THE COURT: I sustained the objection because there was no evidence to support the question. But the record of the proceedings clearly, clearly point out that I had said as long as we were going into competency, now we were also going into competency at time of trial. The only reason I sustained the objection is, there was no evidence of any 200 grams of any medication."

The court curtailed counsel's further urgings of his recollection of matters.

Petitioner moved to reconsider, attaching an affidavit from Dr. James O'Donnell to the effect that his review of petitioner's medication records indicated that petitioner was receiving 200 milligrams per day of Sinequan during the time of trial. The circuit court denied petitioner's motion and petitioner appealed. Because petitioner is under a death sentence, her appeal lies directly to this court. 134 Ill. 2d R. 651(a).

Several arguments are raised before this court, both procedural and substantive. One of the parties' disagreements constitutes a threshold issue, of sorts. That is, whether the circuit court acted correctly in basing its dismissal of the petition in part upon the information adduced at the hearing on fitness to participate in post-conviction proceedings. We find that reversal is necessitated on this issue, because the circuit court unacceptably blurred the lines between the hearing on fitness for purposes of post-conviction proceedings and an actual hearing on the fitness question raised in the substance of the post-conviction petition. Accordingly, we need not reach the other issues discussed by the parties.


The Post-Conviction Hearing Act (Act) (725 ILCS 5/122-1 et seq. (West 1998)) provides a remedy to criminal defendants who claim that a substantial violation of their federal or state constitutional rights occurred at the proceedings which resulted in their convictions, when such a claim has not been, and could not have been, adjudicated previously. People v. Griffin, 178 Ill. 2d 65, 72-73 (1997); People v. Brisbon, 164 Ill. 2d 236, 242 (1995). A proceeding under the Act is not an appeal; it is a collateral attack on the prior judgment. Brisbon, 164 Ill. 2d at 242. Issues that were decided on direct appeal are barred by the doctrine of res judicata, and issues that could have been raised on direct appeal, but were not, are deemed waived. People v. Towns, 182 Ill. 2d 491, 502-03 (1998); Griffin, 178 Ill. 2d at 73.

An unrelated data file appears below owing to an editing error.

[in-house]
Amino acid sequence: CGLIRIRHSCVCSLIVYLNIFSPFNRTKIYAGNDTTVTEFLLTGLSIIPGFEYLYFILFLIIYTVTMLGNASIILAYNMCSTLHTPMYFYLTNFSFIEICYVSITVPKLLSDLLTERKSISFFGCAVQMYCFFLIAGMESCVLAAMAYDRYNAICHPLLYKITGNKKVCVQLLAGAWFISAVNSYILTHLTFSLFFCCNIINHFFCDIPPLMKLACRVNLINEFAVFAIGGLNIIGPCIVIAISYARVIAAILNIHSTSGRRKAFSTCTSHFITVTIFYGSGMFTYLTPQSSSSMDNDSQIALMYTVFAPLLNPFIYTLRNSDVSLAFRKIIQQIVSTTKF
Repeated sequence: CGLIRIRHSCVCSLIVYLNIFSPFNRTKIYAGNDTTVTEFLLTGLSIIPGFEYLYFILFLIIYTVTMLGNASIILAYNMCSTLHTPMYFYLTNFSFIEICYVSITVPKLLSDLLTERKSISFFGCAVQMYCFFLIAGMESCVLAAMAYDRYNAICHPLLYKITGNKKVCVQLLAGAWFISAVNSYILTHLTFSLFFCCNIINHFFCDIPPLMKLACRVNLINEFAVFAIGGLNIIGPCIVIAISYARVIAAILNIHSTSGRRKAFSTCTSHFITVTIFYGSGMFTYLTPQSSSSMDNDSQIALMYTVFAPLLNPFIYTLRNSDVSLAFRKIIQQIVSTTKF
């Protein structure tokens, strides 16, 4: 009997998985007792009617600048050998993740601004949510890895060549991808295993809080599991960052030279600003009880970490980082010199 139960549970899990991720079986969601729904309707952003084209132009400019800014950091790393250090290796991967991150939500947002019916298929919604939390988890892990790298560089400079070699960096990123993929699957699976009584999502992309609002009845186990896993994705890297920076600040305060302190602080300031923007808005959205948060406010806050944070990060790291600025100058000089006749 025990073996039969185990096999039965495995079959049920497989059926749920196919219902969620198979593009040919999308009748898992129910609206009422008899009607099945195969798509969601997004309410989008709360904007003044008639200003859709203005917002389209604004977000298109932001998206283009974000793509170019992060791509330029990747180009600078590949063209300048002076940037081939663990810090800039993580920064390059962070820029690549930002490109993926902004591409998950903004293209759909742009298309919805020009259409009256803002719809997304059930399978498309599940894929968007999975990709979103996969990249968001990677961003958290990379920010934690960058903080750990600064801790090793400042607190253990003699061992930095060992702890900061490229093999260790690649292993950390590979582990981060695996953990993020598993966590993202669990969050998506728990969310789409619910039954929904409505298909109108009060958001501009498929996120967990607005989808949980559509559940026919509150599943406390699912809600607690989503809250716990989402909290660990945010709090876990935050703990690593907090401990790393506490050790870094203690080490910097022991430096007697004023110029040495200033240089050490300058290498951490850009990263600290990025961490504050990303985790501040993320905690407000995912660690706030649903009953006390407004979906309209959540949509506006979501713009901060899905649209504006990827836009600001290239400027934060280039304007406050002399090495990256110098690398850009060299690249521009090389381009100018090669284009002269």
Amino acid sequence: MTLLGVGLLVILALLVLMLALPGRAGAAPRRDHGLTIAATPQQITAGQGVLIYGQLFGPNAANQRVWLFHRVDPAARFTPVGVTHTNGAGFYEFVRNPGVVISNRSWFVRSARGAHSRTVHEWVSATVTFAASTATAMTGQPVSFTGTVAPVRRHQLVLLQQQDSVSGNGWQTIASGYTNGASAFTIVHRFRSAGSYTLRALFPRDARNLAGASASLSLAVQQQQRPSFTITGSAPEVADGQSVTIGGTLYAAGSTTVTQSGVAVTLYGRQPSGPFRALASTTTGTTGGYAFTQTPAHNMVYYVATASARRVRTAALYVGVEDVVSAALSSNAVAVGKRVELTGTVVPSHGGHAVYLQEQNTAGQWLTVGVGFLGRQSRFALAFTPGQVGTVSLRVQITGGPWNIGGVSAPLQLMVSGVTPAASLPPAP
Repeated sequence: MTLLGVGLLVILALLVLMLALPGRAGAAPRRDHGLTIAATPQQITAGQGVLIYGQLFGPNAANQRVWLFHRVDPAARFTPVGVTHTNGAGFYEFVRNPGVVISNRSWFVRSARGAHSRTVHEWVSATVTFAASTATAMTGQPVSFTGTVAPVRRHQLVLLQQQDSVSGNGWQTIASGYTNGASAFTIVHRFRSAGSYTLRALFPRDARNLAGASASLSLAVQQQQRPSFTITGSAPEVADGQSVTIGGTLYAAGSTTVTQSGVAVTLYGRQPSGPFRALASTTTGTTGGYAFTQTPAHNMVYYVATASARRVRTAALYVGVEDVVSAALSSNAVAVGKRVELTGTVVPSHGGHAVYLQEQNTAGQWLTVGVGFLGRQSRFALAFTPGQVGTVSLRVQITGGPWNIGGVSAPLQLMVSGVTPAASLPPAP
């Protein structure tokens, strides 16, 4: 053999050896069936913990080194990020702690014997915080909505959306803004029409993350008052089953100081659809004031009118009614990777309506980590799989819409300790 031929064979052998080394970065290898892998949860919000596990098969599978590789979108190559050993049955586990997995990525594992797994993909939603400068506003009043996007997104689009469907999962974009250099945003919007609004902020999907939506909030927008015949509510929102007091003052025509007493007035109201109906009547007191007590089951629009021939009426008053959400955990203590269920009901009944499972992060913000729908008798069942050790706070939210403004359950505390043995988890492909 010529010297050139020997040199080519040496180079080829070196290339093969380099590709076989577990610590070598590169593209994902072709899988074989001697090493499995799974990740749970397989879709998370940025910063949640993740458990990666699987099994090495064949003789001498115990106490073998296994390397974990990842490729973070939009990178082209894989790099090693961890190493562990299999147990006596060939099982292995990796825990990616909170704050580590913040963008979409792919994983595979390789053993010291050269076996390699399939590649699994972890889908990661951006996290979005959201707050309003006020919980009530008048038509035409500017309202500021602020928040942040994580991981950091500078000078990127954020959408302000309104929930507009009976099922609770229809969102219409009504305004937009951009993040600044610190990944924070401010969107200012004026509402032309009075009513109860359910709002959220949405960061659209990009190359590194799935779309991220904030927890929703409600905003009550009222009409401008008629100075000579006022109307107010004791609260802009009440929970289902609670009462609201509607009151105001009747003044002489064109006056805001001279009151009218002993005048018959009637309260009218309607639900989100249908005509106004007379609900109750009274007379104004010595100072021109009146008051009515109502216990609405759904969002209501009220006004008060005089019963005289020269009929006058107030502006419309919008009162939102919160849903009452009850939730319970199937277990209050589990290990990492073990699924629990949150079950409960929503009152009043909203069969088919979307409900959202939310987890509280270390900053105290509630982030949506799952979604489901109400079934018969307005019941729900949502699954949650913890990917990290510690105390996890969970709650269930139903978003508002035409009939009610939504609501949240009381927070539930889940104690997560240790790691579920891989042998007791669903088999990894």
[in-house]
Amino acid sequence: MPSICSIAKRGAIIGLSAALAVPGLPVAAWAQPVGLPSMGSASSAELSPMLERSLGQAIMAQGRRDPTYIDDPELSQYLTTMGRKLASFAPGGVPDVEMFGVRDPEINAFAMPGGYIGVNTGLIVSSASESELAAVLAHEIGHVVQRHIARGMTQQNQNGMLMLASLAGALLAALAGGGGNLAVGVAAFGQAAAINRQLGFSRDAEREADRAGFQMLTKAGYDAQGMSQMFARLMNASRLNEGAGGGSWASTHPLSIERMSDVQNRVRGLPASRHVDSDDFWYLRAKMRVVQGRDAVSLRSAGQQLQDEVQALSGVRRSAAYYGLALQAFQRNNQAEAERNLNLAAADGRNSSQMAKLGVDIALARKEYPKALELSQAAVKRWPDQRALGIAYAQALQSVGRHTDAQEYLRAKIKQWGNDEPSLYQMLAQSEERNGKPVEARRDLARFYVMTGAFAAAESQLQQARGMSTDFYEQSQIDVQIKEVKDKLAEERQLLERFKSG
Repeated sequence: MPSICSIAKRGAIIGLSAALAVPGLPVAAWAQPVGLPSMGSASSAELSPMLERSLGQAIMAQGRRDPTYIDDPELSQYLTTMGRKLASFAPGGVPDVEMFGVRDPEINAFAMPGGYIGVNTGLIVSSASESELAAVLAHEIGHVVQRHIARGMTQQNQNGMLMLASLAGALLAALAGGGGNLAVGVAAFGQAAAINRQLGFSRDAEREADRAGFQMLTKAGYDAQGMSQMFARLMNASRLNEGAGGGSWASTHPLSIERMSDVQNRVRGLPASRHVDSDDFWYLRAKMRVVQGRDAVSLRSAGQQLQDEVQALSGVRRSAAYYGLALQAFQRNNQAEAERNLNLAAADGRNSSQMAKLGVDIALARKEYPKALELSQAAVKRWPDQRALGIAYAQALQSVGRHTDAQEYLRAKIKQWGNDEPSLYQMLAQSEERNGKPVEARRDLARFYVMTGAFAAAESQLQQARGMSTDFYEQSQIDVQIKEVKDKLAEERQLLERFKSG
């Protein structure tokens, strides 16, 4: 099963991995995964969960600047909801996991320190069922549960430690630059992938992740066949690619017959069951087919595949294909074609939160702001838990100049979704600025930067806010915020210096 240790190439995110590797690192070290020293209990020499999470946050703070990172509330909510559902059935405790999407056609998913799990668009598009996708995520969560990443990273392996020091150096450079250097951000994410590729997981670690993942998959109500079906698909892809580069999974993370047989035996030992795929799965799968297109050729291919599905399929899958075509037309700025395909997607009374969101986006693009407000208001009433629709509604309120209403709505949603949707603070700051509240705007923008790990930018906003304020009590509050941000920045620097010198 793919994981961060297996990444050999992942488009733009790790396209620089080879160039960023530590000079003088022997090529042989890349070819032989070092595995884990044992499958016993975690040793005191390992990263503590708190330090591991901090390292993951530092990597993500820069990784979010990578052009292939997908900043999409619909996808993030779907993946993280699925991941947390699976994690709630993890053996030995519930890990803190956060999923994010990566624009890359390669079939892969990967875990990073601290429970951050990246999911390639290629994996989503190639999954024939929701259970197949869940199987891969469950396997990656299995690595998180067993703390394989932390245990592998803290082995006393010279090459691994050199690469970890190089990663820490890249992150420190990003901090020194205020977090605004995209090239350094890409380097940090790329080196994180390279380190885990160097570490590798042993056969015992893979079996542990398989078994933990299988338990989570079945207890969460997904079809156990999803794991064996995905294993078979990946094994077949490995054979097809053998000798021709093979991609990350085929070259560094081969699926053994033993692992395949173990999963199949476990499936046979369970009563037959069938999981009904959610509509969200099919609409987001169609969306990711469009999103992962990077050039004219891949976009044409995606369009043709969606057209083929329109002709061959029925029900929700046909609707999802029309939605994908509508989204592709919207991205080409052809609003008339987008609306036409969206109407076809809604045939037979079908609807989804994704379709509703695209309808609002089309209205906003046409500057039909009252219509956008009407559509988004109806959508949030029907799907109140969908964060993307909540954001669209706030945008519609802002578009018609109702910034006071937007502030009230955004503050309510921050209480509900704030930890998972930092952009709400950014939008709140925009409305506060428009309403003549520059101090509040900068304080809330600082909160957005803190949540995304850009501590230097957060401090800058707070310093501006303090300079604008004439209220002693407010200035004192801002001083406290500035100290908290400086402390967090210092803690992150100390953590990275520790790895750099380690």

A petitioner is not entitled to an evidentiary hearing as a matter of right. Rather, a hearing will be held only where the allegations of the petition, supported by the trial court record and accompanying affidavits, make a substantial showing of a violation of a constitutional right. People v. Hobley, 182 Ill. 2d 404, 427-28 (1998); Griffin, 178 Ill. 2d at 73. In determining whether to grant an evidentiary hearing, all well-pleaded facts in the petition and affidavits are taken as true. Towns, 182 Ill. 2d at 503. Whether the allegations in a post-conviction petition are sufficient to require an evidentiary hearing is reviewed de novo. People v. Coleman, 183 Ill. 2d 366, 388-89 (1998).

A defendant is presumed to be fit to stand trial, to plead, and to be sentenced. 725 ILCS 5/104-10 (West 1998). A defendant is also presumed to be fit at the time of post-conviction proceedings. See People v. Owens, 139 Ill. 2d 351 (1990). When a bona fide doubt of a defendant's fitness to proceed with post-conviction proceedings is raised, the court may order a psychological evaluation of the defendant and consider the matter at an evidentiary hearing. Owens, 139 Ill. 2d at 365.

The issue here is not a challenge to the trial court's initial determination that there existed a bona fide doubt of petitioner's fitness to proceed with the post-conviction action, nor the court's ultimate determination that she was fit to proceed. Petitioner challenges neither ruling on appeal, and it would be difficult indeed for her to do so, as she requested both rulings.

Rather, petitioner urges that it was improper for the trial court to consider the evidence and testimony adduced at the post-conviction fitness hearing in dismissing the post-conviction petition on the merits. Petitioner contends the court was prohibited from considering anything other than the original trial record and the petition and any materials attached thereto. The State responds that in ruling on motions to dismiss post-conviction proceedings this court permits trial courts to consider evidence adduced at trial "or other proceedings." The State argues moreover that there is no reason to preclude the court from considering evidence adduced in post-conviction proceedings which was so precisely relevant to the issues raised in the petition.